Monday, May 24, 2010

marc jacobs splash cucumber review

Before I dig into this post, a quick reminder that my book and fragrance drawing and giveaway is still in full swing. don’t forget to enter your name here if you are interested!

cucumber This review is probably about 5 years behind the times. Remember when cucumber notes were all the rage, in dish soaps, detergents, shampoos, and perfumes? It was a puzzling phenomenon then and I still don't understand it now. I remember one time I was cleaning up the kitchen and I reached for what looked like an ordinary, slightly old cucumber sitting on the counter, and, as I picked it up, I discovered to my great disgust that it was not solid at all. It had liquefied entirely inside—it was like those fairy tales where the heroine reaches for a perfect fruit from a magic tree, takes one bite, and discovers that it is crawling with maggots. It was disgusting, and the most disgusting part about it was that it smelled almost exactly like the standard-issue cucumber note that was all the rage at the time. This is the problem, I suppose, with the whole phenomenon; the cucumber notes were too big—too round, and didn’t smell like fresh cucumbers at all. They smelled, I realized, like rotten cucumbers, a category of vegetable I hope never to encounter again. Although I had been sitting on the fence about my attitude towards the cucumber-smelly fad, this event pushed me right off of it into the field of cucumber scent haters. And that is too bad, because I love cucumbers as a vegetables (well, I guess they are technically fruits, but whatever.)

All this is a long preamble to my review of Marc Jacobs Splash in the cucumber limited edition, something I avoided for years because I was not happy about the rotting cucumber-smell phenomenon. The cool thing about this EDT—I discovered today-- is that it doesn’t really project too much cucumber, and certainly not that odd synthetic rotting corpse of a cucumber I have come to know far too intimately. It’s rather more about fresh watery notes of all kinds—water lily, lotus, very light-scented woods as a base, and, yes, cucumber, but a well-behaved one that really doesn’t stick around too long, but happily moves out of the way so the other notes can swim about. And these watery lily notes are very nice, mermaidlike, and shimmering, and they do stay around for a few hours at least. It is fresh, cool, and very nice for hot humid days like today.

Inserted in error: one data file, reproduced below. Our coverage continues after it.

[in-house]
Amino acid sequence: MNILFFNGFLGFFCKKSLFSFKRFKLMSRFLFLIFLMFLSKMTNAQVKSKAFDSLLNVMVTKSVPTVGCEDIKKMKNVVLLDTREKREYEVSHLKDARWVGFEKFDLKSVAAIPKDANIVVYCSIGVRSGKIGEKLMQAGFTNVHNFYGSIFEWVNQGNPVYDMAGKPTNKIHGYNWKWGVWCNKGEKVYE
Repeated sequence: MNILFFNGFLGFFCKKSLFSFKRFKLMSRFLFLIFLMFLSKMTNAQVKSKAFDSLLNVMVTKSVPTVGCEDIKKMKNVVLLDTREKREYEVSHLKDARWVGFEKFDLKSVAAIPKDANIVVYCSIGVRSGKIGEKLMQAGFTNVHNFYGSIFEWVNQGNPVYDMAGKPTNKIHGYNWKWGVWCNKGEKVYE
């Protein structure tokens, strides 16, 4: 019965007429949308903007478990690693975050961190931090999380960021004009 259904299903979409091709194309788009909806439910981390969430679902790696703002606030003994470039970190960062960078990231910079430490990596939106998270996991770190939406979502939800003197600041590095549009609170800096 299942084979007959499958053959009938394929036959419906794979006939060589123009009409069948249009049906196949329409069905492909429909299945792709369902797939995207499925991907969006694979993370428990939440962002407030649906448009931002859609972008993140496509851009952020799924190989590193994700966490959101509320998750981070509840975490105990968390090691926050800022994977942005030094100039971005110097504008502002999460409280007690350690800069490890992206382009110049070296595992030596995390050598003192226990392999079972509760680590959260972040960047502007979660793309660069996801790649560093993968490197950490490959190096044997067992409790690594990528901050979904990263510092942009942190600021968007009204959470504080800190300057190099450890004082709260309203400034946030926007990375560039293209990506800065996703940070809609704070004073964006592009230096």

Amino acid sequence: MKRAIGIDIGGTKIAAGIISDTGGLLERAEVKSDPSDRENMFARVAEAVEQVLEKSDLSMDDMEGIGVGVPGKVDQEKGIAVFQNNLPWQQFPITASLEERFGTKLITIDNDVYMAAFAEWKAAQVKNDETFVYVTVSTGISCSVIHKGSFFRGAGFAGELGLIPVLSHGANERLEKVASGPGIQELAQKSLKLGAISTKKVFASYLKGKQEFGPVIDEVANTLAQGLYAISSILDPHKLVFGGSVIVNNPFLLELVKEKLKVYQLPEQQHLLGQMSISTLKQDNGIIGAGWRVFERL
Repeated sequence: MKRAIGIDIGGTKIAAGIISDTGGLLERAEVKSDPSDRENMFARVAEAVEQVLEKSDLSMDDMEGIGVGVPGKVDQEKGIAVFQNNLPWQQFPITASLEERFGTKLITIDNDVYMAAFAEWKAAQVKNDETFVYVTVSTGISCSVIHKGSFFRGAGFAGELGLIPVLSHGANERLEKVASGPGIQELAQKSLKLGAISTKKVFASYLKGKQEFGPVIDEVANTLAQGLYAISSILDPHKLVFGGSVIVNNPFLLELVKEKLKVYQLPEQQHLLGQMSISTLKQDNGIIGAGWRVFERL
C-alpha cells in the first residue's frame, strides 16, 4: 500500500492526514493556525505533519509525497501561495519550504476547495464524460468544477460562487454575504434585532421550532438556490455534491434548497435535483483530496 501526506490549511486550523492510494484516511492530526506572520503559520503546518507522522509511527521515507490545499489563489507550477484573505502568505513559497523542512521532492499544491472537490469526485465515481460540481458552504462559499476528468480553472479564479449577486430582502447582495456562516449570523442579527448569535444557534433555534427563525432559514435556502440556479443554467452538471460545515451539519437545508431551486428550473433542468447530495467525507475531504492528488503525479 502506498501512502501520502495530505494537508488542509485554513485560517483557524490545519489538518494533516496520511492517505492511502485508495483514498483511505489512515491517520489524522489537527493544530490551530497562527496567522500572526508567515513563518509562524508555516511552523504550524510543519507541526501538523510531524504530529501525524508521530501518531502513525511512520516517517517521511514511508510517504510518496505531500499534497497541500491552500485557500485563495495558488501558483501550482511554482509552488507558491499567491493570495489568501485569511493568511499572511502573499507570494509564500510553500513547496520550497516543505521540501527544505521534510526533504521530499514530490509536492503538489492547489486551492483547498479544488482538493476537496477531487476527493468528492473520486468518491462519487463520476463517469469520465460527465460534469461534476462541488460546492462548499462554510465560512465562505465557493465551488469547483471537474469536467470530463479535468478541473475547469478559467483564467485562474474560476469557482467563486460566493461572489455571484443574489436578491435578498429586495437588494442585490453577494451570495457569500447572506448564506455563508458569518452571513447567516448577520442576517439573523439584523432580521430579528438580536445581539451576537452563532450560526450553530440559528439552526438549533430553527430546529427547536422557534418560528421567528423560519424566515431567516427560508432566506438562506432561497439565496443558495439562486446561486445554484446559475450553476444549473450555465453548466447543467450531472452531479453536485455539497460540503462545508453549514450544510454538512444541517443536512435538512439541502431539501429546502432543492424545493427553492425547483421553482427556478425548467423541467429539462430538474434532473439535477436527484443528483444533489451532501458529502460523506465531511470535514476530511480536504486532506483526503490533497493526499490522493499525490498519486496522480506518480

Von_dem_Meerfröuwlin

Plus, it goes really well with drinks out on the patio, especially gin-based ones like the one I am enjoying right now. I am pleased I bought this on a whim, for now I have something sort of light and foodie for sociable hot afternoons just like this one. I intend to keep it in the fridge, since it is light enough to be used as a cool refreshing splash. All in all, very pleasant, and a very good deal as well!

UPDATE (June 25):

I was wrong, oh so wrong about this fragrance in my review. After a few hours, a synthetic cucumber returns with a vengeance, and hangs around with nauseationg tenacity all evening. I wishe I could run away from my own skin for a while, which is NOT a comfortable feeling. This is what I get for breaking my rule of try three times always before reviewing. Shame on me. I am sorry to say I no longer appreciate any cucumber scent!

CREDITS:

cuke image: Original book source: Prof. Dr. Otto Wilhelm Thomé Flora von Deutschland, Österreich und der Schweiz 1885, Gera, Germany. digital image courtesy of wikimedia commons

mermaid print image: Von dem Meerfröuwlin, picture of a double tailed Mermaid in Gaius Plinius Secundus (dt. Plinius der Ältere) book: Naturalis historia, German edition, Frankfurt 1565, page 309? digital image courtesy of wikimedia commons

 

 

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book and fragrance giveaway: Rebecca

Many authors use perebeccarfume as a novelistic shorthand for memories awakened in complete recall. A character smells something and it awakens deep memories, or takes him back in time. In Daphne du Maurier’s neo-gothic romance Rebecca, this motif takes a sinister turn. A youung girl marries a widower with an obscure, tragic past and moves to his ancestral estate . She soon discovers that the place is haunted by the presence of the memory of the previous wife, Rebecca. 


This ‘haunting’ is mostly expressed through smell and fragrance. Azaleas, overpowering, overfeminine, unnaturally-abundant blooms which choke the manor of Manderley, become a symbol of the dead wife’s overpowering femininity. Rebecca even wore a perfume which smelled of azaleas. The hapless new wife discovers traces of perfume on Rebecca’s clothes, which have turned musty with age, she experiences the oppression of the obscure yet present past in the form  a choking fog that blights the landscape at the moment of crisis in the book and functions as an anesthetic for the heroine’s pain, and breathes in the must of long-evaporated cologne on all sorts of things around the house. Du Maurier uses all of the scented moments to intensify the miasma of the haunting presence of the dead first wife of the brooding hero Maxim. I can say no more about the plot of the book, because I don’t want to spoil it for you, but I will include some moments of fragrant realization from within its pages. The word scent is used at least 22 times throughout the book, so I chose some of the most evocative.

 daphne du maurier